Friday January 24, 2020

Keep A Sleep Track During Pregnancy

Understanding the role of maternal sleep may help us identify interventions that would put us in a better position to advise women

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Pregnancy, Breast Cancer
High blood pressure, which had long been defined as a top reading of at least 140 or a bottom one of 90, dropped to 130 over 80 under guidelines adopted in 2017.

Sleeping more than nine hours per night during pregnancy may be associated with late stillbirth, suggests a new study.

This is because blood pressure reaches its lowest point during sleep which has been linked with foetal growth problems, preterm birth, and stillbirth.

The study, led by a team from the University of Michigan, explored how maternal sleep habits, including lengthy periods of sleep without waking more than once in the night, may be associated with foetal health independent of other risk factors.

Moreover, pregnant women often report waking up and getting up in the middle of the night.Very disruptive sleep has also been associated with poor pregnancy outcomes, including growth restriction and preterm growth.

The safety of domestic violence victims can also be potentially threatened by the discovery of a disposed of the test. Wikimedia Commons
Balanced sleep is important in pregnancy for a healthy baby.

“Our findings add to research indicating that maternal sleep plays a role in foetal well being. Studies aiming to reduce stillbirths should consider maternal sleep as this is a potentially modifiable risk factor,” said lead author Louise O’Brien, researcher at the varsity.

“Understanding the role of maternal sleep may help us identify interventions that would put us in a better position to advise women,” O’Brien added.

Also Read: Understanding the role of maternal sleep may help us identify interventions that would put us in a better position to advise women

For the study, reported in the journal Birth, the team involved 153 women who had experienced a late stillbirth (on or after 28 weeks of pregnancy) within the previous month and 480 women with an ongoing third-trimester pregnancy or who had recently delivered a live born baby during the same period.

Progress in reducing stillbirth deaths has been slow but stillbirth is an urgent global health issue that should be at the centre of more research programmes, the researchers noted. (IANS)

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Here’s How Belly Fat Increases the Risk of Heart Attack

Belly fat may lead to multiple heart attacks

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Heart Attack
Heart attack survivors who carry excess fat around their waist are at increased risk of another heart attack. Pixabay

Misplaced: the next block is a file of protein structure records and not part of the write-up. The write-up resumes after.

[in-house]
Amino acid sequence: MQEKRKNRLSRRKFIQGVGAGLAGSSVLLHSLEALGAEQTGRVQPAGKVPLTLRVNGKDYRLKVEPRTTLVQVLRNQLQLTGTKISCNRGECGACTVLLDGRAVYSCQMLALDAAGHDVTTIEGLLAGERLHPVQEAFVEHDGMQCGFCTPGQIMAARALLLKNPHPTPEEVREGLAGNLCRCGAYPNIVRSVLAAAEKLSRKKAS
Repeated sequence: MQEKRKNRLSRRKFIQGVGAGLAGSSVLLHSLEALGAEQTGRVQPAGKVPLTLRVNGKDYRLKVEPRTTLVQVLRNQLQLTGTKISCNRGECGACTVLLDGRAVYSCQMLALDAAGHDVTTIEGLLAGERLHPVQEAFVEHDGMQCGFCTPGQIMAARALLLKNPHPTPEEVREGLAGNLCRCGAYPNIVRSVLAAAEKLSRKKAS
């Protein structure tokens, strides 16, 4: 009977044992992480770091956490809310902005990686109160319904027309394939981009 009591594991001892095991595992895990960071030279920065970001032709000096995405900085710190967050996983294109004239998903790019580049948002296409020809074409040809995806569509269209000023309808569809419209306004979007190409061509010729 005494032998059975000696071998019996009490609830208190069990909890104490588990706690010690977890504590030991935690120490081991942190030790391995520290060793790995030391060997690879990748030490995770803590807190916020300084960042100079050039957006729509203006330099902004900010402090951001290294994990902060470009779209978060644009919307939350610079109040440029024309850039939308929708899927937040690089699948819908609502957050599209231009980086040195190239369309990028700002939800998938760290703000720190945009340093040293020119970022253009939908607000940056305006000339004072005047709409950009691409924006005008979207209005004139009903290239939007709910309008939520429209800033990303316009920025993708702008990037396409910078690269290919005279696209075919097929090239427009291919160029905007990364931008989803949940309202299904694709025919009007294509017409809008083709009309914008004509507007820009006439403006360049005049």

Heart patients, please take note, here’s a new health news. Researchers have found that heart attack survivors who carry excess fat around their waist are at increased risk of another heart attack.

“Abdominal obesity not only increases your risk for a first heart attack or stroke, but also the risk for recurrent events after the first misfortune,” said study author Hanieh Mohammadi from the Karolinska Institute in Sweden.

Prior studies have shown that abdominal obesity is an important risk factor for having a first heart attack. But until now, the association between abdominal obesity and the risk of a subsequent heart attack or stroke was unknown.

The research, published in the European Journal of Preventive Cardiology, followed more than 22,000 patients after their first heart attack and investigated the relation between abdominal obesity (measured by waist circumference) and the risk for recurrent cardiovascular disease events. The researchers specifically looked at events caused by clogged arteries, such as fatal and non-fatal heart attack and stroke.

Heart Attack
Abdominal obesity not only increases your risk for a first heart attack or stroke, but also the risk for recurrent events after the first misfortune. Pixabay

Patients were recruited from the nationwide SWEDEHEART registry and followed for a median of 3.8 years. Most patients — 78 per cent of men and 90 per cent of women — had abdominal obesity (waist circumference 94 cm or above for men and 80 cm or above for women).

Increasing abdominal obesity was independently associated with fatal and non-fatal heart attacks and strokes, regardless of other risk factors (such as smoking, diabetes, hypertension, blood pressure, blood lipids and body mass index [BMI]) and secondary prevention treatments. According to the researchers, waist circumference was a more important marker of recurrent events than overall obesity.

The reason abdominal obesity is very common in patients with a first heart attack is that it is closely linked with conditions that accelerate the clogging of arteries through atherosclerosi, the researchers said. These conditions include increased blood pressure, high blood sugar and insulin resistance (diabetes) as well as raised blood lipid levels.

“Our results, however, suggest that there may be other negative mechanisms associated with abdominal obesity that are independent of these risk factors and remain unrecognised,” Mohammadi said.

“In our study, patients with increasing levels of abdominal obesity still had a raised risk for recurrent events despite being on therapies that lower traditional risk factors connected with abdominal obesity such as anti-hypertensives, diabetes medication and lipid lowering drugs,” she added.

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According to the study, the relationship between waist circumference and recurrent events was stronger and more linear in men.

“There were three times as many men in the study compared to women, contributing to less statistical power in the female group. Therefore, more studies are needed before definite conclusions can be drawn according to gender,” Mohammadi noted. (IANS)